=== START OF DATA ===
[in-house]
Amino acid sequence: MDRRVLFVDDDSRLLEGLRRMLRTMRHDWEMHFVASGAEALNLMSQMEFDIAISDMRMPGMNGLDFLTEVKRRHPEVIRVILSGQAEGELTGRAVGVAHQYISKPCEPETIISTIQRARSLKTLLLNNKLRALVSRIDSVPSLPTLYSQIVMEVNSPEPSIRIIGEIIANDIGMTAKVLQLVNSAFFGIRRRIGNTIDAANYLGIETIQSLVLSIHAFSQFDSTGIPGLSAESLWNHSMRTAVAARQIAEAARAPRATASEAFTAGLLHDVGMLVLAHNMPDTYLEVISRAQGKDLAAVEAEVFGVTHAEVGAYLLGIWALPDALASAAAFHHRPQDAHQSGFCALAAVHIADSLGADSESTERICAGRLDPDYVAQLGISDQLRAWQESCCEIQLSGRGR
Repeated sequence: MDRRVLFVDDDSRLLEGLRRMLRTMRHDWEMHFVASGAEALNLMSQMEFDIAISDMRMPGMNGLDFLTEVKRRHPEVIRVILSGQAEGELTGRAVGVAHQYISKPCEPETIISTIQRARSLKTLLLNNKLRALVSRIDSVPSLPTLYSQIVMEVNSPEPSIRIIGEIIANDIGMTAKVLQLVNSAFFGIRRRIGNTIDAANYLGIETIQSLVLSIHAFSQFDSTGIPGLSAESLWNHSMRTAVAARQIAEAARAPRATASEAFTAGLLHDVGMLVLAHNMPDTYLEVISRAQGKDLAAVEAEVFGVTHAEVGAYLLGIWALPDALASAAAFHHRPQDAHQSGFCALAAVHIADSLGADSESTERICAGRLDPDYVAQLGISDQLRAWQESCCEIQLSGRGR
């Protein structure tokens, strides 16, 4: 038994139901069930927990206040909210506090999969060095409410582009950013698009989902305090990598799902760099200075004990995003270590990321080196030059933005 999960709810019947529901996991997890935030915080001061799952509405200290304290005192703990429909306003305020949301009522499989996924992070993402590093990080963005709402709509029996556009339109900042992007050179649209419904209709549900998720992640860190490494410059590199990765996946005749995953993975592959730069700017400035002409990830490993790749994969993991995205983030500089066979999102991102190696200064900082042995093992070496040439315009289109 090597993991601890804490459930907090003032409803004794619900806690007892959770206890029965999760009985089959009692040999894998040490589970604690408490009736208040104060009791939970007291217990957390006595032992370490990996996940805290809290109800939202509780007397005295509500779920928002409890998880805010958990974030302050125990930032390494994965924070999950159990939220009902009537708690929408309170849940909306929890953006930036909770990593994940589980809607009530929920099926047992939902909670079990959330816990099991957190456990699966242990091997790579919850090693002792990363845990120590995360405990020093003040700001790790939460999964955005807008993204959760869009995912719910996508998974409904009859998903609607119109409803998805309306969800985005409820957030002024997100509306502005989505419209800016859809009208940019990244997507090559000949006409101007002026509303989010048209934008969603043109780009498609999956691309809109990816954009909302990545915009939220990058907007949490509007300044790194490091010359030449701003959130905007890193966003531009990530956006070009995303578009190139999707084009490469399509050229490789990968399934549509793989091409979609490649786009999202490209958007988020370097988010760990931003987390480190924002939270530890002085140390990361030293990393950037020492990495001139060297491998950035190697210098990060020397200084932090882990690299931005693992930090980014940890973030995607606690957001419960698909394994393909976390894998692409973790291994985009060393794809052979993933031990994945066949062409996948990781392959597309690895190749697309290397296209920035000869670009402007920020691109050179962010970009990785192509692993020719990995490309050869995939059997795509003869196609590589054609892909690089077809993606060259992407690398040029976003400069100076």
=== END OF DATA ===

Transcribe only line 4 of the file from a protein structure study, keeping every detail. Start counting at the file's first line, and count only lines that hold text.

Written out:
């Protein structure tokens, strides 16, 4: 038994139901069930927990206040909210506090999969060095409410582009950013698009989902305090990598799902760099200075004990995003270590990321080196030059933005 999960709810019947529901996991997890935030915080001061799952509405200290304290005192703990429909306003305020949301009522499989996924992070993402590093990080963005709402709509029996556009339109900042992007050179649209419904209709549900998720992640860190490494410059590199990765996946005749995953993975592959730069700017400035002409990830490993790749994969993991995205983030500089066979999102991102190696200064900082042995093992070496040439315009289109 090597993991601890804490459930907090003032409803004794619900806690007892959770206890029965999760009985089959009692040999894998040490589970604690408490009736208040104060009791939970007291217990957390006595032992370490990996996940805290809290109800939202509780007397005295509500779920928002409890998880805010958990974030302050125990930032390494994965924070999950159990939220009902009537708690929408309170849940909306929890953006930036909770990593994940589980809607009530929920099926047992939902909670079990959330816990099991957190456990699966242990091997790579919850090693002792990363845990120590995360405990020093003040700001790790939460999964955005807008993204959760869009995912719910996508998974409904009859998903609607119109409803998805309306969800985005409820957030002024997100509306502005989505419209800016859809009208940019990244997507090559000949006409101007002026509303989010048209934008969603043109780009498609999956691309809109990816954009909302990545915009939220990058907007949490509007300044790194490091010359030449701003959130905007890193966003531009990530956006070009995303578009190139999707084009490469399509050229490789990968399934549509793989091409979609490649786009999202490209958007988020370097988010760990931003987390480190924002939270530890002085140390990361030293990393950037020492990495001139060297491998950035190697210098990060020397200084932090882990690299931005693992930090980014940890973030995607606690957001419960698909394994393909976390894998692409973790291994985009060393794809052979993933031990994945066949062409996948990781392959597309690895190749697309290397296209920035000869670009402007920020691109050179962010970009990785192509692993020719990995490309050869995939059997795509003869196609590589054609892909690089077809993606060259992407690398040029976003400069100076």